Interview: BRI delivers mutual benefits, says Italian expert
The China-proposed Belt and Road Initiative (BRI) has a positive influence on the global economy in general and the logistics sector in particular, and several countries, among them Italy, should draw on its rich potential, an Italian maritime shipping expert has said.
Marco Donati, deputy general manager of the China Ocean Shipping Company (COSCO) in Italy, talked to Xinhua in the Italian port city of Genoa recently.
Born and bred in Genoa, Donati has been working with COSCO for over 30 years. He started his career as a boarding agent and now he is the Chinese shipping giant's deputy general manager in Italy. He has been a privileged witness of the evolution of Italy's trade and logistics partnership with China.
According to Donati, the BRI is of crucial importance if seen through the lens of its very concept: providing a complete logistics chain for products to reach their final consumers worldwide.
The BRI is indeed a two-way traffic road, bringing logistic and commercial benefits to all its participants -- including Italy, Donati pointed out.
"This road, which was built to improve logistics, is, as all roads are, bidirectional. It surely helps Chinese-manufactured products to reach Italy, Europe, the whole world, but it also helps our products to reach a huge market in a faster and smoother way," he said.
According to Donati, the Chinese market has so much consumption potential that some Italian industries would not even be able to produce enough to meet the demand there.
"A few years ago, people used to talk about how many Tarocco oranges (a renowned variety from Italy's southernmost region of Sicily) the Chinese could consume, but it would be a number so big that we would not be able to meet the demand and bring all those oranges to China," Donati explained.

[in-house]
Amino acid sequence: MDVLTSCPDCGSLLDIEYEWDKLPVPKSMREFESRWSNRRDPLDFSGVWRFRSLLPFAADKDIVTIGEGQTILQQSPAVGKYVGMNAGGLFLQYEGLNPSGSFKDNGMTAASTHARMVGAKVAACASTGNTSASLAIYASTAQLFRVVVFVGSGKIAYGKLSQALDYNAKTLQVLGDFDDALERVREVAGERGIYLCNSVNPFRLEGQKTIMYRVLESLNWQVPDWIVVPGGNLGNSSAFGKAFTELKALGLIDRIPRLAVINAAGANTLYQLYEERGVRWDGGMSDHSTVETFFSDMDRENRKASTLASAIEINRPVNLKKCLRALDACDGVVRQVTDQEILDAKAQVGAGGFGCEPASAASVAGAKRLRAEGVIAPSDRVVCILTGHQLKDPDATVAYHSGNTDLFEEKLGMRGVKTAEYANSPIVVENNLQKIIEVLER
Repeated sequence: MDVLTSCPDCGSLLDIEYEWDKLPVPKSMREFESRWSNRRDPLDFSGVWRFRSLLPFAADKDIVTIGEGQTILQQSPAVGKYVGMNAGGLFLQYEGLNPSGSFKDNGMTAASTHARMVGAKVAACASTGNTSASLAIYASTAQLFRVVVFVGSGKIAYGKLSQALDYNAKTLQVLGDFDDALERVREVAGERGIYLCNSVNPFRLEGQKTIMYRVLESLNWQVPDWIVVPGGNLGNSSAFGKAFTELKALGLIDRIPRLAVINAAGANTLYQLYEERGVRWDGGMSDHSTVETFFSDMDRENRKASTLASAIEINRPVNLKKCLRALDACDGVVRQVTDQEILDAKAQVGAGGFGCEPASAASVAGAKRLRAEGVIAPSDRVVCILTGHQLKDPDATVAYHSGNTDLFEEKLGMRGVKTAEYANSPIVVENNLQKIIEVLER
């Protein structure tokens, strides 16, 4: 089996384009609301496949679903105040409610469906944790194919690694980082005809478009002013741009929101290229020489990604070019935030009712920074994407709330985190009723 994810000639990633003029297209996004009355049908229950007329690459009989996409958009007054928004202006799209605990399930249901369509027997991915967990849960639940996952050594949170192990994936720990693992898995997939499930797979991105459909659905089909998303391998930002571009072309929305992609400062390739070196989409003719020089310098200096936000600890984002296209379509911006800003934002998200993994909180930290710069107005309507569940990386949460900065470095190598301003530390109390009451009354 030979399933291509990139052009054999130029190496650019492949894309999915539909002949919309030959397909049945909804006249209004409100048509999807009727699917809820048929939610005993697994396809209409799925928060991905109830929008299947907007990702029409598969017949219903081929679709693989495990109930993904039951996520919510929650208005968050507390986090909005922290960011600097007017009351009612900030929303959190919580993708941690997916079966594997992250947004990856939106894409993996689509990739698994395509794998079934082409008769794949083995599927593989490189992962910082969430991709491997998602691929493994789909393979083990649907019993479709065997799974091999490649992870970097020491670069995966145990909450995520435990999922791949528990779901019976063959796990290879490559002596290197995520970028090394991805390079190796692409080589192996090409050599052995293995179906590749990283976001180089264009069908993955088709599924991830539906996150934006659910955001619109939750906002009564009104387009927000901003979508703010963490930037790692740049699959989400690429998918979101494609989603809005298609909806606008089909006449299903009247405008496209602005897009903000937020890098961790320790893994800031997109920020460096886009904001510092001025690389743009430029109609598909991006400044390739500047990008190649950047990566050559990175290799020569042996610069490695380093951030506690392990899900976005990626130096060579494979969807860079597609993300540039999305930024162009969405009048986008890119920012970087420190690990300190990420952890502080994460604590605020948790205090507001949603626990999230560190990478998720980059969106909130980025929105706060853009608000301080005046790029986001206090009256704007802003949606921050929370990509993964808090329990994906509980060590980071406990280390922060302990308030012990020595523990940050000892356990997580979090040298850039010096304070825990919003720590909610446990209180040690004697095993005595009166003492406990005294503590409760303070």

In his opinion, people should not make the mistake to think that the BRI benefits China in a unilateral fashion. On the contrary, Italy could profit from the same opportunity.
"We (Italy) should be smart enough to take advantage of this initiative and make the Italian market way more competitive," said Donati.
Donati already raised this idea during a convention on the BRI held in the Italian Senate in May 2019, when he said that the improvements in logistics brought by the BRI would benefit both Italy and China, and that such a logistics edge would be "fundamental for Italy in order to be competitive on the global stage," especially in light of its export-centered economy.
According to him, the BRI has been beneficial to COSCO, too, as the company has been improving its services to meet the BRI's strict requirements.
However, logistics is not only about moving goods, but also about sharing ideas and bridging cultural differences, as Donati knows well, being the main intermediary between COSCO's Chinese and Italian management and personnel.
"There is so much mutual respect and balance between the two. Over my 30 years of career in Italy, I had to be able to transmit the Chinese side's information and intentions to the whole staff in order to engage everyone to row together in the same direction," he said.
Donati noted that COSCO has always pursued a "Chinese" concept of growth, which is based upon sustainability and balance.
This "balanced growth" mindset allowed the Italian branch of COSCO to successfully regroup despite all external pressure, such as the 2008 financial crisis, without ever dismissing even a single employee.
"Our Chinese partners have taught me that the job also has an important social component, so the company has to try to create fundamentals so solid that it never needs to dismiss people," Donati said.
According to him, COSCO's key to success also lies in translating the innovative Chinese ideas into practice by fitting them into the local context and mixing them up with sound technological solutions, such as digitalized systems and blockchain.
According to the company, in 2021, COSCO's Italian branch moved 500,104 twenty foot-equivalent units (TEU) of containers between terminals in Italy, Croatia and Algeria.